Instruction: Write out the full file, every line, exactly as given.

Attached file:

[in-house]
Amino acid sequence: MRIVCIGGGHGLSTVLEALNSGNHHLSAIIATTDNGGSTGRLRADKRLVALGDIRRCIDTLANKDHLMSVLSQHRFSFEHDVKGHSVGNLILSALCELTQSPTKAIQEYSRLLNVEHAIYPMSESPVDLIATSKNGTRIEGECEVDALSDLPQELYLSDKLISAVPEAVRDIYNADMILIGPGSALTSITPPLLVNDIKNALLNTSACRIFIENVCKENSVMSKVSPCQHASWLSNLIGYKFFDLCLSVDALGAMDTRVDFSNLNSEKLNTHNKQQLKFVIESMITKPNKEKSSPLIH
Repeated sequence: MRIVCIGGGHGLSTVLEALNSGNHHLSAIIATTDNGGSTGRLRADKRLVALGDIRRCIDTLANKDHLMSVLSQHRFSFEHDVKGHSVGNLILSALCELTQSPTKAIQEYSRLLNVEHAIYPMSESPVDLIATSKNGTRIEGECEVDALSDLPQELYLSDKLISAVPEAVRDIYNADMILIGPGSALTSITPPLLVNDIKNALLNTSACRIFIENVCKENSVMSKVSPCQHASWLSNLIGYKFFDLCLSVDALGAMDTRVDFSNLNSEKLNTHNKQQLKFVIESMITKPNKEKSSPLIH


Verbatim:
[in-house]
Amino acid sequence: MRIVCIGGGHGLSTVLEALNSGNHHLSAIIATTDNGGSTGRLRADKRLVALGDIRRCIDTLANKDHLMSVLSQHRFSFEHDVKGHSVGNLILSALCELTQSPTKAIQEYSRLLNVEHAIYPMSESPVDLIATSKNGTRIEGECEVDALSDLPQELYLSDKLISAVPEAVRDIYNADMILIGPGSALTSITPPLLVNDIKNALLNTSACRIFIENVCKENSVMSKVSPCQHASWLSNLIGYKFFDLCLSVDALGAMDTRVDFSNLNSEKLNTHNKQQLKFVIESMITKPNKEKSSPLIH
Repeated sequence: MRIVCIGGGHGLSTVLEALNSGNHHLSAIIATTDNGGSTGRLRADKRLVALGDIRRCIDTLANKDHLMSVLSQHRFSFEHDVKGHSVGNLILSALCELTQSPTKAIQEYSRLLNVEHAIYPMSESPVDLIATSKNGTRIEGECEVDALSDLPQELYLSDKLISAVPEAVRDIYNADMILIGPGSALTSITPPLLVNDIKNALLNTSACRIFIENVCKENSVMSKVSPCQHASWLSNLIGYKFFDLCLSVDALGAMDTRVDFSNLNSEKLNTHNKQQLKFVIESMITKPNKEKSSPLIH